Customer loyalty to existing companies

We already mentioned your competitors. Many of the customers in your new market will have existing loyalties and strong ties to them. Luring customers away from a brand they have used and loved for decades is much more complex than simply attracting a new customer to your brand. You must stand out, offer something extra, and communicate this clearly. It’s worth paying attention to your competitors and what people like about them.

How will you reach your audience? 

Consider how the people in your new target market get their information and spend their time. For example, if you’re targeting an older demographic, investing heavily in influencer marketing might not be a good idea. On the other hand, magazine and TV ads may work to great effect.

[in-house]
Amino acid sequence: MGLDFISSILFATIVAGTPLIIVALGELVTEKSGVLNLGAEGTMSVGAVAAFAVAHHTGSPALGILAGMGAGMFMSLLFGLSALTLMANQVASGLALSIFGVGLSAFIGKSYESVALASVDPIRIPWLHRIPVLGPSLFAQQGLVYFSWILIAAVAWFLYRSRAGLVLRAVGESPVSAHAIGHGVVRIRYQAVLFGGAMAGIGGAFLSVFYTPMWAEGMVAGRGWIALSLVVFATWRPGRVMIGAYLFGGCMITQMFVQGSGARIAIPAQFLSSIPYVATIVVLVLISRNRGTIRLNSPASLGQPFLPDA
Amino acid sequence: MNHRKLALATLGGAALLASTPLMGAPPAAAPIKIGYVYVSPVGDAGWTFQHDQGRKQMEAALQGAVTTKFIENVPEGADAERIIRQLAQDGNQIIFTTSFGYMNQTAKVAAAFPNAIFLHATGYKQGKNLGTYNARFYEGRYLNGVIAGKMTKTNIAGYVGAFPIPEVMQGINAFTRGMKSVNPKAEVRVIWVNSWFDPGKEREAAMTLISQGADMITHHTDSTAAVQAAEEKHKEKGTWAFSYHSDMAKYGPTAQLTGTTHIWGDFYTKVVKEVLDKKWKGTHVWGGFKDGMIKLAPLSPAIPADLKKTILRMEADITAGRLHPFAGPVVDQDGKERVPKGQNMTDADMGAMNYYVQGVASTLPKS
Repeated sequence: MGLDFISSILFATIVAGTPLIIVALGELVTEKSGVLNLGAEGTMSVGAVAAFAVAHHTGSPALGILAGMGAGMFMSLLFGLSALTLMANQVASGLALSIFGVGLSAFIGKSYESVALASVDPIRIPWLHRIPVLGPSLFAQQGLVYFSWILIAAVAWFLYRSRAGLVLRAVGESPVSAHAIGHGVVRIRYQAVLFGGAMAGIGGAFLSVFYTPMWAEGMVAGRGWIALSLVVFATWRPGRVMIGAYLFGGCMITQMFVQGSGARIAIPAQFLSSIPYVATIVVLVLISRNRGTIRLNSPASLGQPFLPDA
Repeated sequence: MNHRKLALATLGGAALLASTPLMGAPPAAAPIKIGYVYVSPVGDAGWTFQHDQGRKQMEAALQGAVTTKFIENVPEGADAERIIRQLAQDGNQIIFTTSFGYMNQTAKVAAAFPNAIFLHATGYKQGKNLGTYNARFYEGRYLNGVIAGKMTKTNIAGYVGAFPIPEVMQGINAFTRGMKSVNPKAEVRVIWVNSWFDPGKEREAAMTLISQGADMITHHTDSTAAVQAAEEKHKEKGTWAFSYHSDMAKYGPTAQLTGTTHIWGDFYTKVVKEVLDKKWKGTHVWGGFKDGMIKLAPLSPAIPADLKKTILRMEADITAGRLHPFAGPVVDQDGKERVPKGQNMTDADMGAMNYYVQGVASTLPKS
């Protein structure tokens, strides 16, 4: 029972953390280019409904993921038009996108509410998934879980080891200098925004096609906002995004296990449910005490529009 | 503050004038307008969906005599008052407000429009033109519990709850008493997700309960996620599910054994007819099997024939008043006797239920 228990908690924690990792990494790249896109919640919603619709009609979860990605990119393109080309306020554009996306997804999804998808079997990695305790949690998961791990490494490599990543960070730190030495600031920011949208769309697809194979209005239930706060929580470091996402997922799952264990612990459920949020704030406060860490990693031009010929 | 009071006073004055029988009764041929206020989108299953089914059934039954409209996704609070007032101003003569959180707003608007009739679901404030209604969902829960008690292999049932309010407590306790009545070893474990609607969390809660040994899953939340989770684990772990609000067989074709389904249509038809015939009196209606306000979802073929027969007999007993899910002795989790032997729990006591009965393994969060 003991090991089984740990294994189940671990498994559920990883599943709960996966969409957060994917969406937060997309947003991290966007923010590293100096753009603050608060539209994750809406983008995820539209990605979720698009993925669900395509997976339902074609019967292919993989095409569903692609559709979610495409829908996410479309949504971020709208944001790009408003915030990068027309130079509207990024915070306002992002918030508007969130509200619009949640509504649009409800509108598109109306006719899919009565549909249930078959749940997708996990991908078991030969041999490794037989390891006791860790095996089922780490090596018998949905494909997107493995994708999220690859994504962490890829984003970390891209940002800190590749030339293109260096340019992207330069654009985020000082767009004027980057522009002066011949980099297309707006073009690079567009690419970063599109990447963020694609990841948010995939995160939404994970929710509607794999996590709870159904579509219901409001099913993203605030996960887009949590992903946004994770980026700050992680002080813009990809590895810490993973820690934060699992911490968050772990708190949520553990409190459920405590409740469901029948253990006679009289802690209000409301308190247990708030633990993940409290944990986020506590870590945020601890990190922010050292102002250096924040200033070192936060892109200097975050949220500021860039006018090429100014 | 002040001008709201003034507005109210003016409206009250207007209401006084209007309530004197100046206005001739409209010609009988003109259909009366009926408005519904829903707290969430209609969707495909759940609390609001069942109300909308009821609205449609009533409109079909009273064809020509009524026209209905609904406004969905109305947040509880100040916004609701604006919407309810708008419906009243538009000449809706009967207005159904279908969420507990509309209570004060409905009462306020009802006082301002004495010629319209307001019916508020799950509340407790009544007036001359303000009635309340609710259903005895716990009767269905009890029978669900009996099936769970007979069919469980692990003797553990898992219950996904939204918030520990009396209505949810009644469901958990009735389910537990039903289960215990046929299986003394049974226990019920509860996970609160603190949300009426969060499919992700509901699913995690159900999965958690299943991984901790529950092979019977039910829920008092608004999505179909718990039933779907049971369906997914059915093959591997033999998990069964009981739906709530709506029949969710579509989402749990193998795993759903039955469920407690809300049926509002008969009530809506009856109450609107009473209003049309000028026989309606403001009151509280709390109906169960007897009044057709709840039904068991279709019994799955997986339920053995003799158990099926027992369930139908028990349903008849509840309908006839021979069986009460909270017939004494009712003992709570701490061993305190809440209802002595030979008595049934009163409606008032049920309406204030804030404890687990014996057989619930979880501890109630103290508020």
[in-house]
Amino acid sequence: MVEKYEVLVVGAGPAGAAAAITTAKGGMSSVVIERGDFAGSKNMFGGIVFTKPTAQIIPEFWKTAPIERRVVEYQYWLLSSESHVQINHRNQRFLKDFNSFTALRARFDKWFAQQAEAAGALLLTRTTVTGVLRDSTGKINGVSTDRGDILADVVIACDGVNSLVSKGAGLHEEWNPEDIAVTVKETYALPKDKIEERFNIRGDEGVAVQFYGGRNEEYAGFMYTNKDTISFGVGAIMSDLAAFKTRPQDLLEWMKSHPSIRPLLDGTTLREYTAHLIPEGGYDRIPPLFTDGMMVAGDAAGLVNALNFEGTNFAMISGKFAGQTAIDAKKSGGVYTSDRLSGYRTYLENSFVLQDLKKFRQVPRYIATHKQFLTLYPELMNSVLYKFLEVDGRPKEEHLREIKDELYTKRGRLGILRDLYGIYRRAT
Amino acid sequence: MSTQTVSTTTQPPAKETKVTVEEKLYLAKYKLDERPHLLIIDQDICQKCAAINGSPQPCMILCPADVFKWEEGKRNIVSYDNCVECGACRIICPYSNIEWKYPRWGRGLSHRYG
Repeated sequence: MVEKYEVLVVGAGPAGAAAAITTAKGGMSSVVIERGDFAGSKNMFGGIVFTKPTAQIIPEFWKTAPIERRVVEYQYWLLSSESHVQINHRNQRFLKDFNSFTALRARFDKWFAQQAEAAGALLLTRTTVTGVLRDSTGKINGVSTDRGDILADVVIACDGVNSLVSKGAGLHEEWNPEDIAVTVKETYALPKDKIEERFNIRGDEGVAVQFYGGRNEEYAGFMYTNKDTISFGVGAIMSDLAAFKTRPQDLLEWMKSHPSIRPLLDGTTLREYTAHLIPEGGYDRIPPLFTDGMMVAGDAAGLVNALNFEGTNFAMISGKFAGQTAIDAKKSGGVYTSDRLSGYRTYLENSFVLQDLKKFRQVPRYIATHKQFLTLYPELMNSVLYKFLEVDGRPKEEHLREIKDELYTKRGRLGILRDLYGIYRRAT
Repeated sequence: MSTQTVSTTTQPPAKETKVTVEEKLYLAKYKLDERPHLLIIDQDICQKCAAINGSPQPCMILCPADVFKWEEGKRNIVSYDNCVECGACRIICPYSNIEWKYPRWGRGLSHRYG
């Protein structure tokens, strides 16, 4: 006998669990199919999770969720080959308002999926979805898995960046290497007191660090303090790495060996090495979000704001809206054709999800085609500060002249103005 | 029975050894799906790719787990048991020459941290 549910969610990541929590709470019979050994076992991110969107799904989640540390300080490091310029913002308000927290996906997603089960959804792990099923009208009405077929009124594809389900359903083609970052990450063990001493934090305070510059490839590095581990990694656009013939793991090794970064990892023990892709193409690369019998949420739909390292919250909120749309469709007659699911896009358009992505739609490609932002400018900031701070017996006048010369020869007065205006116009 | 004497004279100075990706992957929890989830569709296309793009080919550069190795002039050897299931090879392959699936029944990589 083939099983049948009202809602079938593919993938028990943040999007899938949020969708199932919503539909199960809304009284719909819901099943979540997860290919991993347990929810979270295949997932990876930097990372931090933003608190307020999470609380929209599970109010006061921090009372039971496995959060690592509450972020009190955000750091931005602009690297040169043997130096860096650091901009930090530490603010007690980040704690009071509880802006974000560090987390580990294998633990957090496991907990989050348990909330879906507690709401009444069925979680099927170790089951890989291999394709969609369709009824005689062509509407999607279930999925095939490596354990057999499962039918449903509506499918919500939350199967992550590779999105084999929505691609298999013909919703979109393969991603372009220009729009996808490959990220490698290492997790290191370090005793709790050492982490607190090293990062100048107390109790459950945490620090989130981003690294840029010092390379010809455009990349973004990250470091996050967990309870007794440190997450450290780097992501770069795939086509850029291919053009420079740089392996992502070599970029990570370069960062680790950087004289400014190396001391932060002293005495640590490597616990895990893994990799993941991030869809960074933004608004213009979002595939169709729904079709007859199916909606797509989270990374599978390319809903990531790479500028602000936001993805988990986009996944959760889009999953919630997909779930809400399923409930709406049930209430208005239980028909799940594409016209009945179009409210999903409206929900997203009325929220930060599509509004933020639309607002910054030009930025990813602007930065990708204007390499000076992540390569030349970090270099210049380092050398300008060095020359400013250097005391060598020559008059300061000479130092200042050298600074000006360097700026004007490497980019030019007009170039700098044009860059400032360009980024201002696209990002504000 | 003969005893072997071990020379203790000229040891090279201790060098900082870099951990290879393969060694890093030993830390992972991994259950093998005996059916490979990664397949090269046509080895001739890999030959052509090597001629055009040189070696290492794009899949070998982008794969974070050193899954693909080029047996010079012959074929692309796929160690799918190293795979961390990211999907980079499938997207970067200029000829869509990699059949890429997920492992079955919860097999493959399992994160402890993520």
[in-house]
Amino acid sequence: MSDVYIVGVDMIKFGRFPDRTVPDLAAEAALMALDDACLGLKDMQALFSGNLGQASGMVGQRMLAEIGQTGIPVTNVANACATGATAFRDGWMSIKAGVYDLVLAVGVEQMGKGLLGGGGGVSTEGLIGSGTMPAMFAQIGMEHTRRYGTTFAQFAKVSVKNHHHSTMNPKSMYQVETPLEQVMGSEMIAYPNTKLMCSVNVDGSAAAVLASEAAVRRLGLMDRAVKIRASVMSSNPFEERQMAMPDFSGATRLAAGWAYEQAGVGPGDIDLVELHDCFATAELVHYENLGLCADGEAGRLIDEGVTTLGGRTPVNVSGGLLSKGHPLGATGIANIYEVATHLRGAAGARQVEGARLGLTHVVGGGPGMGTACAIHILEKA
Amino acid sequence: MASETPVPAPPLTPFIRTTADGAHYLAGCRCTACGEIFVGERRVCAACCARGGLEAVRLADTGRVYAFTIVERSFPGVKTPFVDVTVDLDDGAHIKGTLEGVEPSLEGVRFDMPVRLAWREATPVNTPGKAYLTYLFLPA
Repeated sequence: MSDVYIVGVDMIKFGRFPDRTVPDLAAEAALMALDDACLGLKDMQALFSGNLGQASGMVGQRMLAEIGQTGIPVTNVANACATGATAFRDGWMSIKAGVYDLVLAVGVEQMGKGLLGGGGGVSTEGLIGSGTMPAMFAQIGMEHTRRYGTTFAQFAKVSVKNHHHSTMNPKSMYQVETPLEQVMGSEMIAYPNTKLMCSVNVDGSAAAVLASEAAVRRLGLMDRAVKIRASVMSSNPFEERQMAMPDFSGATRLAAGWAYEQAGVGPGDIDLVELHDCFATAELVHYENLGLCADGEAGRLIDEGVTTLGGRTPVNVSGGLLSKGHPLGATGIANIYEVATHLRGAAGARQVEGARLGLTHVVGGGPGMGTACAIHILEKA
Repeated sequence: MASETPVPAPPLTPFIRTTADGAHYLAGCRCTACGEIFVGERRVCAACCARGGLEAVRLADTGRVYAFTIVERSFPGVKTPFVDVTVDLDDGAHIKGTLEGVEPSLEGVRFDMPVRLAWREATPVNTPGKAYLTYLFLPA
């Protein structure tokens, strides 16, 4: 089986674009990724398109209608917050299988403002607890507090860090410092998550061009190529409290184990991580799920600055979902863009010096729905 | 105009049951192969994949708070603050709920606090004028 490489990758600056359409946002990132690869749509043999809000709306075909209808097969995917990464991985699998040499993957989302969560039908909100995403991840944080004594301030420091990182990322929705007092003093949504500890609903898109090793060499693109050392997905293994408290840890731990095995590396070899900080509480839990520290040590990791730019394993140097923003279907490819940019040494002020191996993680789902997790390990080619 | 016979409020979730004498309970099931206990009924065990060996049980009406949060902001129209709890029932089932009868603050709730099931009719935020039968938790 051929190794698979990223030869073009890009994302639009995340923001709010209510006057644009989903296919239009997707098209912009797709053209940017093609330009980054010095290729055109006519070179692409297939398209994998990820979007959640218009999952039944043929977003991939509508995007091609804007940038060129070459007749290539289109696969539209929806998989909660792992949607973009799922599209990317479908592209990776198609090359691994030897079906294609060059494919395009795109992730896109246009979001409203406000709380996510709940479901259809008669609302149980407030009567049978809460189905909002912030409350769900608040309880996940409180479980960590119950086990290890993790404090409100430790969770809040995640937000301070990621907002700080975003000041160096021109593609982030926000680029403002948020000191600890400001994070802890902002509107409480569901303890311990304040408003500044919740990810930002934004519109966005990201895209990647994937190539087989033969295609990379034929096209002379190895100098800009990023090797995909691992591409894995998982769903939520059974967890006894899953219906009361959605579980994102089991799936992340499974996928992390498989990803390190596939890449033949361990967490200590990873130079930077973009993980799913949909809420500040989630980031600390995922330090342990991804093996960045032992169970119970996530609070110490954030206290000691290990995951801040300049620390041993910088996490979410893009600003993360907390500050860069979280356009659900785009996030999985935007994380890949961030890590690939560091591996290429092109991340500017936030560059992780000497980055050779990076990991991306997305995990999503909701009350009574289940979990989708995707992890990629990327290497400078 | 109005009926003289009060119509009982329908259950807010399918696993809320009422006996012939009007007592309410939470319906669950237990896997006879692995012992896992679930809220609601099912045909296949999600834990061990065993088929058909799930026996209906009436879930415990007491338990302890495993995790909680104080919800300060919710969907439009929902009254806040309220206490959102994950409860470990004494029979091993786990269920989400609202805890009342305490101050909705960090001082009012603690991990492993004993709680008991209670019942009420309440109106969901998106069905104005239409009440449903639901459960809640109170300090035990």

Cultural issues 

If you’re expanding into an overseas market, you’ll need to consider the differences in culture and how this affects the tone of your marketing. Make sure your messaging doesn’t come across as offensive or inappropriate or appear tone-deaf due to a lack of understanding about cultural nuances and norms. Understanding cultural differences is an area where it pays to work with people who understand the culture intimately. Take the case of Starbucks — whose attempt to break into the Israeli market fell flat due to hubris and a lack of understanding of what the Israeli customers wanted. 

Marketing can take a lot of work to get right, which is even more true when entering a new market. The most important thing is to research your new market as heavily as possible and gather as much information as possible before beginning your campaign. Also, be prepared to adapt your approach as you go along in response to data and feedback.

Market entry always comes with a massive amount of risks and challenges. No business can escape this, not even those with a global presence. 

But when you get it right, you can reap significant rewards. 

Kadence has helped companies of all shapes and sizes research their target markets and gather all the intelligence they need to lead an informed and successful market entry campaign. To find out how we can help you do the same, check out our guide to market entry or get in touch today.